Portions of the Louisiana coastline may be uninhabitable for weeks or months after the wrath of Major Hurricane Ida is complete: an epic storm surge, massive flooding rains, and powerful, destructive winds are forecast to smash into the state tomorrow. Tomorrow also happens to be the 16th anniversary of New Orleans’ destructive impacts with Hurricane Katrina.
The National Weather Service wants people today to protect against life-threatening surge having possible catastrophic impacts across all of coastal southeast Louisiana and portions of coastal Mississippi west of Biloxi. Potential impacts in this area include widespread deep inundation, with storm surge flooding greatly accentuated by powerful battering waves. Here, structural damage to buildings, with many washing away, is likely. To make matters worse, damage will be greatly compounded from considerable floating debris. The storm surge will also wash-out or severely flood near-shore escape routes and secondary roads. Even flood control systems and barriers may become stressed. At the coast, there will be extreme beach erosion with new shoreline cuts possible; there will also be massive damage to marinas, docks, boardwalks, and piers. Numerous small craft will break away from moorings with many lifted onshore and stranded far from the coast.
Destructive category 4 or greater strength winds are likely, bringing about devastating impacts across portions of Southeast Louisiana mainly along and to the west of the I-55 corridor including metro Baton Rouge, western portions of metro New Orleans, and the Houma metropolitan area. In this area, the National Weather Service warns of structural damage to sturdy buildings, some with complete roof
and wall failures. The National Weather Service says there will be complete destruction of mobile homes. Damage to all structures will be greatly accentuated by large airborne projectiles. There will be thousands of large trees snapped or uprooted along with fences and
roadway signs blown over; many roads will be impassable from large debris, and more within urban or heavily wooded places. Many bridges, causeways, and access routes could be impassable for an extended period of time. The wind will also knock-out power and communication for weeks, months, or longer for some.
Heavy rains associated with the major hurricane will produce devastating impacts across portions of Southeast Louisiana including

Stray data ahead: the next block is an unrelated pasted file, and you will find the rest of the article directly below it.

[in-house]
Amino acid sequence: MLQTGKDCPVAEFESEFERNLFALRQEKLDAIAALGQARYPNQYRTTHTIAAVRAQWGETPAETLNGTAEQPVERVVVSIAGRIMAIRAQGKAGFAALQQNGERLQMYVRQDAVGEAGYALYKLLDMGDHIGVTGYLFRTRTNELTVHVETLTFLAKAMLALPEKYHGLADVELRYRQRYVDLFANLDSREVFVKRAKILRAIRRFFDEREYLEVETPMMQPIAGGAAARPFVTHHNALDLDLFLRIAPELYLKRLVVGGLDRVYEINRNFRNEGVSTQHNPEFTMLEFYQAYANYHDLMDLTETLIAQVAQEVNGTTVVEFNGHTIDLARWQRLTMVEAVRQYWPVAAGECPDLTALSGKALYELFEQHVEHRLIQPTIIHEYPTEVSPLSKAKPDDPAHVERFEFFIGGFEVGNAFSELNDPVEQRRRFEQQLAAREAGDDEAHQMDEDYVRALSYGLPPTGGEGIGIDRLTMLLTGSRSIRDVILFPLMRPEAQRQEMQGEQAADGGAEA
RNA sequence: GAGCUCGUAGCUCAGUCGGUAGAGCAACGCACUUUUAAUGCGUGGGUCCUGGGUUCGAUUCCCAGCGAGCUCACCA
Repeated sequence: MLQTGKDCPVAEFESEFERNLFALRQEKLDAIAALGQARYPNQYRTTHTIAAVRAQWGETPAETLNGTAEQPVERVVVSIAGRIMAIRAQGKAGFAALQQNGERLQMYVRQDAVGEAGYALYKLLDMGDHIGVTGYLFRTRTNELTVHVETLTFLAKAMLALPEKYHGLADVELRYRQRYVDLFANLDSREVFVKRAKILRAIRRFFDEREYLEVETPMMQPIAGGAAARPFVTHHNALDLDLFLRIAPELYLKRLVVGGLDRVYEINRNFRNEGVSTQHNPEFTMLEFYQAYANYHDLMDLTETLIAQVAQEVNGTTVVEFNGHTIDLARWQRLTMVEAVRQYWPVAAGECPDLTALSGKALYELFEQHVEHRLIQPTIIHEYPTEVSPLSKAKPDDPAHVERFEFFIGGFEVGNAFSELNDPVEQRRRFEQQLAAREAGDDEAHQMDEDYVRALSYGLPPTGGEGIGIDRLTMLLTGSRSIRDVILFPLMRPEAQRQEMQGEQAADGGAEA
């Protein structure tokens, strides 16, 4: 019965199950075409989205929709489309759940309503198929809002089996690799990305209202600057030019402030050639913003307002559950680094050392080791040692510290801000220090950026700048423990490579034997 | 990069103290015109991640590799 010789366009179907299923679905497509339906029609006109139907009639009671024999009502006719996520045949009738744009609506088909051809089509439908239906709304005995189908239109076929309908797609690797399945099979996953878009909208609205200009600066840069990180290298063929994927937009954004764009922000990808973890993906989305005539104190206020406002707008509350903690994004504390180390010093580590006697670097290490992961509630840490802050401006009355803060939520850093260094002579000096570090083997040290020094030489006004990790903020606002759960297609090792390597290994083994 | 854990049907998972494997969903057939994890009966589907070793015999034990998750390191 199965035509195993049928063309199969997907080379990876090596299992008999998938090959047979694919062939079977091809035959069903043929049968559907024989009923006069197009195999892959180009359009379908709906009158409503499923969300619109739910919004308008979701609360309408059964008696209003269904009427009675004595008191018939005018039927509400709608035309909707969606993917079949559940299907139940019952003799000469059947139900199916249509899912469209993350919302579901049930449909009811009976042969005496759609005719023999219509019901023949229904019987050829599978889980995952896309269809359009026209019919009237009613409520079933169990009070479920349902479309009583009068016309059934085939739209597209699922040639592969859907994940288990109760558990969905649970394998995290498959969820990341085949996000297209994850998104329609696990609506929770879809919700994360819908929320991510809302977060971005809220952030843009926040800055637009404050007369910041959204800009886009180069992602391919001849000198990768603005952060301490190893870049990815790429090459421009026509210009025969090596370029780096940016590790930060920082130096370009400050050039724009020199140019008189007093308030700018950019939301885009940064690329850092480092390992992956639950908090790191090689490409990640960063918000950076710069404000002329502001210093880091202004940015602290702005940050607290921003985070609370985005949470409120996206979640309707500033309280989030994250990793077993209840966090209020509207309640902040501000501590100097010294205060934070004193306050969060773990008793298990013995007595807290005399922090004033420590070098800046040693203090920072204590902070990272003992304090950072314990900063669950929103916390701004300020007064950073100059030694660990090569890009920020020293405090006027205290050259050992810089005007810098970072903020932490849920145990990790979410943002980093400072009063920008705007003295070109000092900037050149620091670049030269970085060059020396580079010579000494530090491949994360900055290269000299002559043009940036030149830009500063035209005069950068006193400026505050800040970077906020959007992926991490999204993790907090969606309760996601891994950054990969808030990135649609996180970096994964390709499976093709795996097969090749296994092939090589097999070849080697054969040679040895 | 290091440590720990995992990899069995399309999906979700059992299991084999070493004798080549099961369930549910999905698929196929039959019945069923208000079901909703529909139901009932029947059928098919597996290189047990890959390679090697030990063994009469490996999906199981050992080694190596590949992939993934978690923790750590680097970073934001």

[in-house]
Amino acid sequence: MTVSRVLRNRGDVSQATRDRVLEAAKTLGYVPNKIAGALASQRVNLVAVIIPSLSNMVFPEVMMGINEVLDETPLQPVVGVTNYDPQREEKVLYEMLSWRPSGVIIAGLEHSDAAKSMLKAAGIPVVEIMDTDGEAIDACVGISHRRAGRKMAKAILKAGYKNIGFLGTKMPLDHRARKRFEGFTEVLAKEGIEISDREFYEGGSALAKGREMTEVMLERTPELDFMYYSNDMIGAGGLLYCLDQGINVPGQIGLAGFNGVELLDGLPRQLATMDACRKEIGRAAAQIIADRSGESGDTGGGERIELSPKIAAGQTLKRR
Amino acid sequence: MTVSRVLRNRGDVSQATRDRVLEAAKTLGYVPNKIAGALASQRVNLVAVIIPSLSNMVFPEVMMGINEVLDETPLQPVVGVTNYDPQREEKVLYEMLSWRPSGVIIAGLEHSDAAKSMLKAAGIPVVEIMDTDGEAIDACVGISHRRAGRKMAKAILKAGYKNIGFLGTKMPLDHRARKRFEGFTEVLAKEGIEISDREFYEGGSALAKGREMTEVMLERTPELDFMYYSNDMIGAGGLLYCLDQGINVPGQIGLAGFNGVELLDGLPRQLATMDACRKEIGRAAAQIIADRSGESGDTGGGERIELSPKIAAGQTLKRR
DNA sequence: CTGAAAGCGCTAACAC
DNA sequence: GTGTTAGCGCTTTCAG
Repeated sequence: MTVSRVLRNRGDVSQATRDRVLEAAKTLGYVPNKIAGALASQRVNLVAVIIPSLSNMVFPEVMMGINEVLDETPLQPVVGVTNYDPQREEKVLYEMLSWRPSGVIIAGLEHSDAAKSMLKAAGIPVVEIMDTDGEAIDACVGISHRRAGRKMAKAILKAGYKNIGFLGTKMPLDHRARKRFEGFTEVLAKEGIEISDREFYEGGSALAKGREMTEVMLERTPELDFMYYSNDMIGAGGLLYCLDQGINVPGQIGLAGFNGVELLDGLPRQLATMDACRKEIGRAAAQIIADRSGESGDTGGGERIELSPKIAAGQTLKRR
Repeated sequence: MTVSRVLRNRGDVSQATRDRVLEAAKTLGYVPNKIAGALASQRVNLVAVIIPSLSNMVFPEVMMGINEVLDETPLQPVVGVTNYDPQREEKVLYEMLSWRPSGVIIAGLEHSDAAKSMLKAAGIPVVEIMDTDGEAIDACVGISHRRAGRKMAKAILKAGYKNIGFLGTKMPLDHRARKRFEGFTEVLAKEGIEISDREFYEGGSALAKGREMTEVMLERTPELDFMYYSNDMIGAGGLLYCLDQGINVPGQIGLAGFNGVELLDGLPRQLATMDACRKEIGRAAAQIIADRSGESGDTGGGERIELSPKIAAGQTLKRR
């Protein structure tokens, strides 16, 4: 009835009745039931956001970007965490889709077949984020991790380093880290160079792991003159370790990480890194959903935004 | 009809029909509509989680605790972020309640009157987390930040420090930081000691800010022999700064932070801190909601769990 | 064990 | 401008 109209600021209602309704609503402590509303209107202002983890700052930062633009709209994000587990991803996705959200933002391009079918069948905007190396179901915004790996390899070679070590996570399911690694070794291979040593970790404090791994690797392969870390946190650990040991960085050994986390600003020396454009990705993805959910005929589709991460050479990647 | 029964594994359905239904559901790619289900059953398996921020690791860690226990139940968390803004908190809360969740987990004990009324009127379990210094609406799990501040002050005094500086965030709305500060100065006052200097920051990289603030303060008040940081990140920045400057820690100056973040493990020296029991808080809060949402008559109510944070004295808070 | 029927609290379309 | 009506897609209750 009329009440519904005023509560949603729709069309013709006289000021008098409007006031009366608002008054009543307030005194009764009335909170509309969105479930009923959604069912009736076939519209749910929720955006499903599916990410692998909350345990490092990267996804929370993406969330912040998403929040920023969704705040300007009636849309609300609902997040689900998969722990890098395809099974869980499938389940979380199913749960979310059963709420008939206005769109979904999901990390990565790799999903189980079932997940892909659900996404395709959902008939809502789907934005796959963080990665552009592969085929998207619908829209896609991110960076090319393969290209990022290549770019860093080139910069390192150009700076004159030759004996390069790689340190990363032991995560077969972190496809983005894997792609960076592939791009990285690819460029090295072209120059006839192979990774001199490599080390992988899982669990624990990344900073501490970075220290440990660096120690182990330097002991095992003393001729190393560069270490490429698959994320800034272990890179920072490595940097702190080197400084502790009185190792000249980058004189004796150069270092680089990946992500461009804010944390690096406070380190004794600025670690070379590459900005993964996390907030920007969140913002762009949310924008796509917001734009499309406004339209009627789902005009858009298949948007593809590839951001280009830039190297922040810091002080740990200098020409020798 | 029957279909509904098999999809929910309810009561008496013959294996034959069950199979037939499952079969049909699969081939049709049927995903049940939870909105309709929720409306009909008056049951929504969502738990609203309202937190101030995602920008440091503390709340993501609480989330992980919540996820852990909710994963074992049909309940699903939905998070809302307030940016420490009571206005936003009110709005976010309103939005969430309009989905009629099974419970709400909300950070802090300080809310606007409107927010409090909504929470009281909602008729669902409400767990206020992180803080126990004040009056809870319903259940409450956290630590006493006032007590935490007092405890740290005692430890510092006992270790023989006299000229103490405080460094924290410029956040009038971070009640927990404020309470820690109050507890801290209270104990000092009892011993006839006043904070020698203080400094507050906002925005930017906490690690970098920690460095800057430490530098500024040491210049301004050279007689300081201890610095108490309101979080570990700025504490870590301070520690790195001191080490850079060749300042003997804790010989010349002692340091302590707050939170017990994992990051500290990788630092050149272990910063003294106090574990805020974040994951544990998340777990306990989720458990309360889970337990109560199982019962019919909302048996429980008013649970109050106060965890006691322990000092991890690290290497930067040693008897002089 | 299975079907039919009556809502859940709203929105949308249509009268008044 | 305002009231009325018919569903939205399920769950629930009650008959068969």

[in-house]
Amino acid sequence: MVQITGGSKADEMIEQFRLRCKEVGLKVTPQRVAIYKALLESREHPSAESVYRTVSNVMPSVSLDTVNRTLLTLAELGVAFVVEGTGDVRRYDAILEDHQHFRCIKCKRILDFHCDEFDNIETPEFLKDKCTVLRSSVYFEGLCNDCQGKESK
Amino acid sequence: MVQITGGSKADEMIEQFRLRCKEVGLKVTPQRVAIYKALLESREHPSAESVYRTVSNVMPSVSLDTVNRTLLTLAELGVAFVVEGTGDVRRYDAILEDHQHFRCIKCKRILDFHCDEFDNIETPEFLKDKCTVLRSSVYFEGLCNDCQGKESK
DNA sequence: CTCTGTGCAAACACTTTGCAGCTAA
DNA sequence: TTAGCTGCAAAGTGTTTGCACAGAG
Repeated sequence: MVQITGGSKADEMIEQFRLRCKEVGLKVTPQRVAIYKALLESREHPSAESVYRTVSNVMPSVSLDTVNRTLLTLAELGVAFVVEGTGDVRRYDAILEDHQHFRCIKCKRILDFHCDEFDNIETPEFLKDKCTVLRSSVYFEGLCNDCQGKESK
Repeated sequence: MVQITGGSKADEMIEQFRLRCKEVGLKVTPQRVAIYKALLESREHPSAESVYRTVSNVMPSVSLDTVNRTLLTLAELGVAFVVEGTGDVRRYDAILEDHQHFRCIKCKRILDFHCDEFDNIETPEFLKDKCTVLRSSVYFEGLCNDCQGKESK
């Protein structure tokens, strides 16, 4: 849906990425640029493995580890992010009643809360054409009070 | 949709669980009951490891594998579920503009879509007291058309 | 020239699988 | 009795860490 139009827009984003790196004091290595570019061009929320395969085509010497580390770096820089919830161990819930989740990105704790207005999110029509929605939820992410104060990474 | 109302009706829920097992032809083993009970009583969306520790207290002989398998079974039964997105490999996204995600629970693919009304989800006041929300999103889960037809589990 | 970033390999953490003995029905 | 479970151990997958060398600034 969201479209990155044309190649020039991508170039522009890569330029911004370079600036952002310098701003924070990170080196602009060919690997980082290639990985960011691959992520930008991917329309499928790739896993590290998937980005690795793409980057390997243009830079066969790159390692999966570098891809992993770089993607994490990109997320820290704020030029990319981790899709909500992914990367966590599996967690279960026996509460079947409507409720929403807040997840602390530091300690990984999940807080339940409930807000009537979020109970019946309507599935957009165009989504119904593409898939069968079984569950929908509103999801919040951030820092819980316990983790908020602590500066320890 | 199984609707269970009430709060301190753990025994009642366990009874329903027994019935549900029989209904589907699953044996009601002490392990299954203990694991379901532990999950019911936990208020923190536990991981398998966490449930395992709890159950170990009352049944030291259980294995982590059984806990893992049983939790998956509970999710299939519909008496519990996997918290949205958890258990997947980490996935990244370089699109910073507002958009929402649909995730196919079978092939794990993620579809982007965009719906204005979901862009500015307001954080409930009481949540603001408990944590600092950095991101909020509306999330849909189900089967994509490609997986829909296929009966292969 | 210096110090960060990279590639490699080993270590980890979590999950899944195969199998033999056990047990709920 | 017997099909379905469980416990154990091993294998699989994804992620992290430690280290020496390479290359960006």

metro New Orleans, metro Baton Rouge, the River Parishes, and the Houma metropolitan area. Extreme rainfall flooding may prompt numerous evacuations and rescues. Rivers and tributaries may overwhelmingly overflow their banks in many places with deep moving water. Small streams, creeks, canals, and ditches may become raging rivers. Flood control systems and barriers may become stressed. Expected flood waters will enter numerous structures within multiple communities, with some structures becoming uninhabitable or washed
away. Streets and parking lots will become rivers of raging water with underpasses submerged, with driving conditions become very
dangerous if not impossible. Numerous road and bridge closures are likely with some weakened or washed out.
The landfalling system will also produce numerous tornadoes. With destructive winds compromising radio and RADAR towers, in additional to all other communication channels, tornadoes could strike with no advance notice.
As of the latest update from the National Hurricane Center, Ida was located about 290 miles east-southeast of the mouth of the Mississippi River and about 380 miles southeast of Houma, Louisiana. Maximum sustained winds are at 100 mph while the minimum central pressure is 976 mb or 28.82″. The storm is moving to the northwest at 16 mph.
Ida’s northwest movement is forecast to continue through late Sunday or early Monday, followed by a slower northward motion after landfall. On the forecast track, the center of Ida will move over the southeastern and central Gulf of Mexico through tonight. Ida is then expected to make landfall along the coast of Louisiana within the hurricane warning area on Sunday, and then move inland over portions of Louisiana and western Mississippi later on Monday.
Additional rapid strengthening is forecast during the next 24 hours and Ida is expected to be an extremely dangerous major hurricane when it approaches the northern Gulf coast on Sunday. Weakening is expected after Ida makes landfall. Hurricane-force winds extend outward up to 30 miles from the center and tropical-storm-force winds extend outward up to 125 miles.